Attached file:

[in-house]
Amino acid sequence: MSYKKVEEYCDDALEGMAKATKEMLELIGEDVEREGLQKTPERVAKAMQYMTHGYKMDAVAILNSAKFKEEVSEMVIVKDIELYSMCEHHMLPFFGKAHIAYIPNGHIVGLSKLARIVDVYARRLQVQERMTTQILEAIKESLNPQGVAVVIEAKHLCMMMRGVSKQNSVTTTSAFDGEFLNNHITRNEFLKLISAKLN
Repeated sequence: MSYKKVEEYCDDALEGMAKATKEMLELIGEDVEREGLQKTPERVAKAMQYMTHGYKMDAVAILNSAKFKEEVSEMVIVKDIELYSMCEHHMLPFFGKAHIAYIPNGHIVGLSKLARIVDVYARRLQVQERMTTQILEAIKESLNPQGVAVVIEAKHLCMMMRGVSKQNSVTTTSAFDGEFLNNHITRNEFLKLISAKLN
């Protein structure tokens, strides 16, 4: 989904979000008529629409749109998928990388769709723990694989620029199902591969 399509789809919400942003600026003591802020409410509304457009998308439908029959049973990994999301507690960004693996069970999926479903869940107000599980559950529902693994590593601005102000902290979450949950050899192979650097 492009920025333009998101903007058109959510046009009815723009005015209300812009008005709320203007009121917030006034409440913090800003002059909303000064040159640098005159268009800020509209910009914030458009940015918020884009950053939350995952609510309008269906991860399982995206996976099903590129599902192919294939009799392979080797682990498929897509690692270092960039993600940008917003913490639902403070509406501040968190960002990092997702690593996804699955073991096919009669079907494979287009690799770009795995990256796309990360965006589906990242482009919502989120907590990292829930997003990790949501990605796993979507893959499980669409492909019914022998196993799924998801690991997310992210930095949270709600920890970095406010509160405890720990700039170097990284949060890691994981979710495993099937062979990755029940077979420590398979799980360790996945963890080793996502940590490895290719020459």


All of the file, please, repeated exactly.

[in-house]
Amino acid sequence: MSYKKVEEYCDDALEGMAKATKEMLELIGEDVEREGLQKTPERVAKAMQYMTHGYKMDAVAILNSAKFKEEVSEMVIVKDIELYSMCEHHMLPFFGKAHIAYIPNGHIVGLSKLARIVDVYARRLQVQERMTTQILEAIKESLNPQGVAVVIEAKHLCMMMRGVSKQNSVTTTSAFDGEFLNNHITRNEFLKLISAKLN
Repeated sequence: MSYKKVEEYCDDALEGMAKATKEMLELIGEDVEREGLQKTPERVAKAMQYMTHGYKMDAVAILNSAKFKEEVSEMVIVKDIELYSMCEHHMLPFFGKAHIAYIPNGHIVGLSKLARIVDVYARRLQVQERMTTQILEAIKESLNPQGVAVVIEAKHLCMMMRGVSKQNSVTTTSAFDGEFLNNHITRNEFLKLISAKLN
């Protein structure tokens, strides 16, 4: 989904979000008529629409749109998928990388769709723990694989620029199902591969 399509789809919400942003600026003591802020409410509304457009998308439908029959049973990994999301507690960004693996069970999926479903869940107000599980559950529902693994590593601005102000902290979450949950050899192979650097 492009920025333009998101903007058109959510046009009815723009005015209300812009008005709320203007009121917030006034409440913090800003002059909303000064040159640098005159268009800020509209910009914030458009940015918020884009950053939350995952609510309008269906991860399982995206996976099903590129599902192919294939009799392979080797682990498929897509690692270092960039993600940008917003913490639902403070509406501040968190960002990092997702690593996804699955073991096919009669079907494979287009690799770009795995990256796309990360965006589906990242482009919502989120907590990292829930997003990790949501990605796993979507893959499980669409492909019914022998196993799924998801690991997310992210930095949270709600920890970095406010509160405890720990700039170097990284949060890691994981979710495993099937062979990755029940077979420590398979799980360790996945963890080793996502940590490895290719020459």